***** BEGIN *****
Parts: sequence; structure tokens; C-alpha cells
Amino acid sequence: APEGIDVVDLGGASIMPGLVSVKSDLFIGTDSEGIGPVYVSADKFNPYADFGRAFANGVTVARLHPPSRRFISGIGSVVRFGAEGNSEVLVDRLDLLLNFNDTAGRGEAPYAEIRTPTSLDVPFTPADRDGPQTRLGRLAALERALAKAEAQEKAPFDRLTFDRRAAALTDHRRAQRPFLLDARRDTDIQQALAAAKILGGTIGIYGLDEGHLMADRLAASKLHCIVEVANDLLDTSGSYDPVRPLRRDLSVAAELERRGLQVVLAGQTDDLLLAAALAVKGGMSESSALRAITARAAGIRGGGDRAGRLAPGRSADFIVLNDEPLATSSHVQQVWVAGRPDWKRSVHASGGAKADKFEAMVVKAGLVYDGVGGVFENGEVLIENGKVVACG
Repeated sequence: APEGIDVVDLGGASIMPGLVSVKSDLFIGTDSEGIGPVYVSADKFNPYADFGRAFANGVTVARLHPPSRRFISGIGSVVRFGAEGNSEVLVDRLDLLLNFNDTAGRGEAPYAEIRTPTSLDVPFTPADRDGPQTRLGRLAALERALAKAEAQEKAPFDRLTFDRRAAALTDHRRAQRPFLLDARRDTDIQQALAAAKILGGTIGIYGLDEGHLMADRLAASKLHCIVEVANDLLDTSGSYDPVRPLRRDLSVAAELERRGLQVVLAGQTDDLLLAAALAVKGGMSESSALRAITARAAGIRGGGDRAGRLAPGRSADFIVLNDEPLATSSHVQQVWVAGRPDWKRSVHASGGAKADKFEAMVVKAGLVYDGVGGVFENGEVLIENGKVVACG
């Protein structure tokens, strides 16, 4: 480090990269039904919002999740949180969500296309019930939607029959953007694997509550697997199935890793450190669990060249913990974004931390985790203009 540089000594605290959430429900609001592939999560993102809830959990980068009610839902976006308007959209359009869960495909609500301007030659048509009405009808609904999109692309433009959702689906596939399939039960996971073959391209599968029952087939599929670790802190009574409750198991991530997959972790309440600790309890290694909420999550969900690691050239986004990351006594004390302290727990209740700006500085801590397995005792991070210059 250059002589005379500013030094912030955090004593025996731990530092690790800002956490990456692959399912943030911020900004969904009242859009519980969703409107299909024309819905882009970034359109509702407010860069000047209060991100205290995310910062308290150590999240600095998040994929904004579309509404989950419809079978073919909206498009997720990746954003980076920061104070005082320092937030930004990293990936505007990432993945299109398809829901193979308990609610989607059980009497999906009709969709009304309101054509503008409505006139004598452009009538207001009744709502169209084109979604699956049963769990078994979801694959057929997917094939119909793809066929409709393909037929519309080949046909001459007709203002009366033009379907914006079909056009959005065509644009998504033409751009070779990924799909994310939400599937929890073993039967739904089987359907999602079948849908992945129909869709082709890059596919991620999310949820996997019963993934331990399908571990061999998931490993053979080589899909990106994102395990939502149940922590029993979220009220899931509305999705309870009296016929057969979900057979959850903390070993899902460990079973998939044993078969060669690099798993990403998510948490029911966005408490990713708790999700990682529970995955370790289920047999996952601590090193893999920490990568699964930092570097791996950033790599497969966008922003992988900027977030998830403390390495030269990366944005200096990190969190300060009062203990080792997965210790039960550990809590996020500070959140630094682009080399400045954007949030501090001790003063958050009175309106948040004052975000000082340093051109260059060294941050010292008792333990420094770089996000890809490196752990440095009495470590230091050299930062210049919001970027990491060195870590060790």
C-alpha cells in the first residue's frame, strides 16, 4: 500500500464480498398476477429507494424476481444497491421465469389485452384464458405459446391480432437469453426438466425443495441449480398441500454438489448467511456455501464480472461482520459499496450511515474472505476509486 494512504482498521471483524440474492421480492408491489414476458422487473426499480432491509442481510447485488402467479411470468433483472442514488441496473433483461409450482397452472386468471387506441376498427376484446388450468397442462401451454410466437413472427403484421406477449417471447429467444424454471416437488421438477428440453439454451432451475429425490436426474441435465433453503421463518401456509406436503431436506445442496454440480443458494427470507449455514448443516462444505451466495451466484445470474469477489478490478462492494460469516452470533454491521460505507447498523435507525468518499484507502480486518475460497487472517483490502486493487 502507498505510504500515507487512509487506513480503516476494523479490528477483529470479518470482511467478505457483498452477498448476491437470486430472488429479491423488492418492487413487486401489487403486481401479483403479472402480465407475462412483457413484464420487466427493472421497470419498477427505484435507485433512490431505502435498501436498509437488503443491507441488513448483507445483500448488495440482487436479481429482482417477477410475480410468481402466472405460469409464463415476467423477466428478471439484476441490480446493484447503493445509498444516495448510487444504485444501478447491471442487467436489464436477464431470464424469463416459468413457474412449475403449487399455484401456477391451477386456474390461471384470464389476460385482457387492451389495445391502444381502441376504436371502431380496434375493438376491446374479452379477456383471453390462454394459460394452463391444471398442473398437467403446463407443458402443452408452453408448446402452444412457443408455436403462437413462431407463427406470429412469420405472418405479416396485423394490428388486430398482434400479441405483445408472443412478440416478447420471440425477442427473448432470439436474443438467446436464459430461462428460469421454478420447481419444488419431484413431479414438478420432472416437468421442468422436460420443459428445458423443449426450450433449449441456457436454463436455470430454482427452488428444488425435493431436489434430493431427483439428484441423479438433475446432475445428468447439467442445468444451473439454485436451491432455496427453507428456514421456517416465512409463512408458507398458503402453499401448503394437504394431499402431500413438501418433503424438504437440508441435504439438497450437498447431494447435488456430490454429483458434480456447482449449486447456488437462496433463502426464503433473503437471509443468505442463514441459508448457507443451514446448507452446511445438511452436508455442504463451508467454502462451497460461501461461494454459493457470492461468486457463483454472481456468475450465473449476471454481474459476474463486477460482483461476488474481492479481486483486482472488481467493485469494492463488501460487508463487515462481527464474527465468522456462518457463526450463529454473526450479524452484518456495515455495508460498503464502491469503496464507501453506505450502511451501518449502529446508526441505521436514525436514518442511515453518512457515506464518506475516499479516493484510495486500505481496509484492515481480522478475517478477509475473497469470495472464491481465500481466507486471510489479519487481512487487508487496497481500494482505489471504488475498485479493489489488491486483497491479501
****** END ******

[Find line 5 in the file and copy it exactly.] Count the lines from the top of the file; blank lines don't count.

C-alpha cells in the first residue's frame, strides 16, 4: 500500500464480498398476477429507494424476481444497491421465469389485452384464458405459446391480432437469453426438466425443495441449480398441500454438489448467511456455501464480472461482520459499496450511515474472505476509486 494512504482498521471483524440474492421480492408491489414476458422487473426499480432491509442481510447485488402467479411470468433483472442514488441496473433483461409450482397452472386468471387506441376498427376484446388450468397442462401451454410466437413472427403484421406477449417471447429467444424454471416437488421438477428440453439454451432451475429425490436426474441435465433453503421463518401456509406436503431436506445442496454440480443458494427470507449455514448443516462444505451466495451466484445470474469477489478490478462492494460469516452470533454491521460505507447498523435507525468518499484507502480486518475460497487472517483490502486493487 502507498505510504500515507487512509487506513480503516476494523479490528477483529470479518470482511467478505457483498452477498448476491437470486430472488429479491423488492418492487413487486401489487403486481401479483403479472402480465407475462412483457413484464420487466427493472421497470419498477427505484435507485433512490431505502435498501436498509437488503443491507441488513448483507445483500448488495440482487436479481429482482417477477410475480410468481402466472405460469409464463415476467423477466428478471439484476441490480446493484447503493445509498444516495448510487444504485444501478447491471442487467436489464436477464431470464424469463416459468413457474412449475403449487399455484401456477391451477386456474390461471384470464389476460385482457387492451389495445391502444381502441376504436371502431380496434375493438376491446374479452379477456383471453390462454394459460394452463391444471398442473398437467403446463407443458402443452408452453408448446402452444412457443408455436403462437413462431407463427406470429412469420405472418405479416396485423394490428388486430398482434400479441405483445408472443412478440416478447420471440425477442427473448432470439436474443438467446436464459430461462428460469421454478420447481419444488419431484413431479414438478420432472416437468421442468422436460420443459428445458423443449426450450433449449441456457436454463436455470430454482427452488428444488425435493431436489434430493431427483439428484441423479438433475446432475445428468447439467442445468444451473439454485436451491432455496427453507428456514421456517416465512409463512408458507398458503402453499401448503394437504394431499402431500413438501418433503424438504437440508441435504439438497450437498447431494447435488456430490454429483458434480456447482449449486447456488437462496433463502426464503433473503437471509443468505442463514441459508448457507443451514446448507452446511445438511452436508455442504463451508467454502462451497460461501461461494454459493457470492461468486457463483454472481456468475450465473449476471454481474459476474463486477460482483461476488474481492479481486483486482472488481467493485469494492463488501460487508463487515462481527464474527465468522456462518457463526450463529454473526450479524452484518456495515455495508460498503464502491469503496464507501453506505450502511451501518449502529446508526441505521436514525436514518442511515453518512457515506464518506475516499479516493484510495486500505481496509484492515481480522478475517478477509475473497469470495472464491481465500481466507486471510489479519487481512487487508487496497481500494482505489471504488475498485479493489489488491486483497491479501